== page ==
what's in season: april

purple spring crocus
Side by side through the streets at midnight,
Roaming together,
Through the tumultuous night of London,
In the miraculous April weather.

Roaming together under the gaslight,
Day’s work over,
How the Spring calls to us, here in the city,
Calls to the heart from the heart of a lover!

Cool to the wind blows, fresh in our faces,
Cleansing, entrancing, After the heat and the fumes and the footlights,
Where you dance and I watch your dancing.

Good it is to be here together, Good to be roaming,
Even in London, even at midnight, Lover-like in a lover’s gloaming.

You the dancer and I the dreamer, Children together,
Wandering lost in the night of London, In the miraculous April weather.

April Midnight - Arthur Symons 1865–1945

April is known as a "cruel month", not least because it is rather lean in terms of seasonal British produce. Although a poem which describes April weather in London as miraculous seems a little dissonant, knowing what we do about the weather of the past few years. I do wonder if the UK's crops will be disrupted yet again by our unseasonal weather. Certainly sheep farmers in the north have had a terrible time of it recently.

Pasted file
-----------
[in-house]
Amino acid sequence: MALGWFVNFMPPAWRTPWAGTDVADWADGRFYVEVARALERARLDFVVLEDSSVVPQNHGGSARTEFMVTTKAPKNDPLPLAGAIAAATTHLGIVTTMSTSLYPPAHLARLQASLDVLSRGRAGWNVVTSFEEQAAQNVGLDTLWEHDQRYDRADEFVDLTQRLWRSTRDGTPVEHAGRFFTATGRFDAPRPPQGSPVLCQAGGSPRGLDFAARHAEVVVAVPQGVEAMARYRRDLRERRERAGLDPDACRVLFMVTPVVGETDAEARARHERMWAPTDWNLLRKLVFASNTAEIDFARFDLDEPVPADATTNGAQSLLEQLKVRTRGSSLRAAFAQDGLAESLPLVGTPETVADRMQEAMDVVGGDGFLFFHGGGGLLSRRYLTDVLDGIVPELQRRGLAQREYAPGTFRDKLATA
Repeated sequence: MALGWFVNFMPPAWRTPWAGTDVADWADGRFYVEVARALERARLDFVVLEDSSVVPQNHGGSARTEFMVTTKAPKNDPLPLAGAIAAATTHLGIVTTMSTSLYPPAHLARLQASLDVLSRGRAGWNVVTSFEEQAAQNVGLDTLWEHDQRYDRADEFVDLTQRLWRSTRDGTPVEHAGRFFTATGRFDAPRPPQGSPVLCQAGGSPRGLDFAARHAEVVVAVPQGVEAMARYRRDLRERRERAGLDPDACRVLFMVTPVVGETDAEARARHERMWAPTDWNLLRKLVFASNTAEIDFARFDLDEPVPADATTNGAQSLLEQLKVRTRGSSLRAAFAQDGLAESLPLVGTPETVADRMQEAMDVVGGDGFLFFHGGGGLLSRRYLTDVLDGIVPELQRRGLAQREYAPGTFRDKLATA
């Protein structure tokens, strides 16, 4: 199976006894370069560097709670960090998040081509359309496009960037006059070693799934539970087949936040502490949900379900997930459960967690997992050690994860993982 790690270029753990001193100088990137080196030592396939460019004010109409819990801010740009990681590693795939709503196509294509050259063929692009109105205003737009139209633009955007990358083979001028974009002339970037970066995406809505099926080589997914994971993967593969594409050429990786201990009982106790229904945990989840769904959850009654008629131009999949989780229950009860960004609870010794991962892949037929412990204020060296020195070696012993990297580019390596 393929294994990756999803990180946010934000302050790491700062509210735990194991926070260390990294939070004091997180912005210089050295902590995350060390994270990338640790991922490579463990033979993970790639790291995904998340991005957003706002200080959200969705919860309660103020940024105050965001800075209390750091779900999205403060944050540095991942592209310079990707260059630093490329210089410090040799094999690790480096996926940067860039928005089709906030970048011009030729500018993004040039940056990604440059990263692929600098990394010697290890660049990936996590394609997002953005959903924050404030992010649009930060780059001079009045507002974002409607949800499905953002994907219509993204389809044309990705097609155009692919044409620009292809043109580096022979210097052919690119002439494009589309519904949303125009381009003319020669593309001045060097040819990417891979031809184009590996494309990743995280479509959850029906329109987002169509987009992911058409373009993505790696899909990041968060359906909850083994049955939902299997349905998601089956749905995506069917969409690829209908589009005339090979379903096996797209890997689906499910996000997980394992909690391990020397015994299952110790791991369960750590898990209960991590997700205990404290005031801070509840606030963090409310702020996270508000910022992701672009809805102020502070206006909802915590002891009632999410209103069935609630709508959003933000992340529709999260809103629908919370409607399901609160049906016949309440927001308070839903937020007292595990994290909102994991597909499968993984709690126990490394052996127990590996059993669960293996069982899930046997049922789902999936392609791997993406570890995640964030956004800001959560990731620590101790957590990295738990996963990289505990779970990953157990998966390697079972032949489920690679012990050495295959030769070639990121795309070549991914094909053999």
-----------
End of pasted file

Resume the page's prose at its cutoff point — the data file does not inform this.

Stores of British fruit and vegetables are coming to an end and the new crops of vegetables are not up to maximum strength yet. Fortunately spring greens are beginning to appear, such as lettuce and watercress as well as spinach and broccoli, so it’s not all doom and gloom. Last year I discovered the happy accident of a whole load of wild leeks in my back garden, so I was able to forage close to home, making wild leek pesto and using the leaves and flowers in pasta dishes such as my spaghetti with wild leeks and roasted tomatoes.

We are expecting rain and snow later in the week, so it will definitely be an opportunity to cook some delicious warming winter stews as well as satisfying soups. Bring it on!

vegetables, herbs and wild greens:
artichokes (Jerusalem), asparagus, basil, broccoli (purple sprouting), cabbages (various green varieties), carrots, cauliflower, chard, chicory, chives, dandelions, dill, endive, fat hen, greens (spring and winter), hop shoots, jersey royal new potatoes, kale, leeks, lettuces and salad leaves, meadowsweet, mint, morel mushrooms, nettles, onions, parsley, potatoes (main crop), radishes, rosemary, samphire, sea kale, sea spinach, sorrel, spinach, spring onions, watercress, wild chervil (aka cow parsley), wild garlic (ransoms), wild rocket

fruit and nuts:
bramley apples, rhubarb

meat and game:
beef, chicken, pork, rabbit, spring lamb, turkey, wood pigeon

fish and shellfish:
cockles, cod, coley, conger eel, crab (brown and cock), dab, dover sole, haddock, john dory, lemon sole, lobster, mackerel, mussels, oysters, pollack, prawns, salmon (wild), scallops, sea bass, sea trout, shrimp, whelks, whitebait


Caroline - All That I'm Eating said...

I do look forward to the hunger gap in a strange way because when it's over you appreciate it even more!

Marmaduke Scarlet said...

Absolutely! Though I do wish it would warm up a bit so I can start planting my veg patch!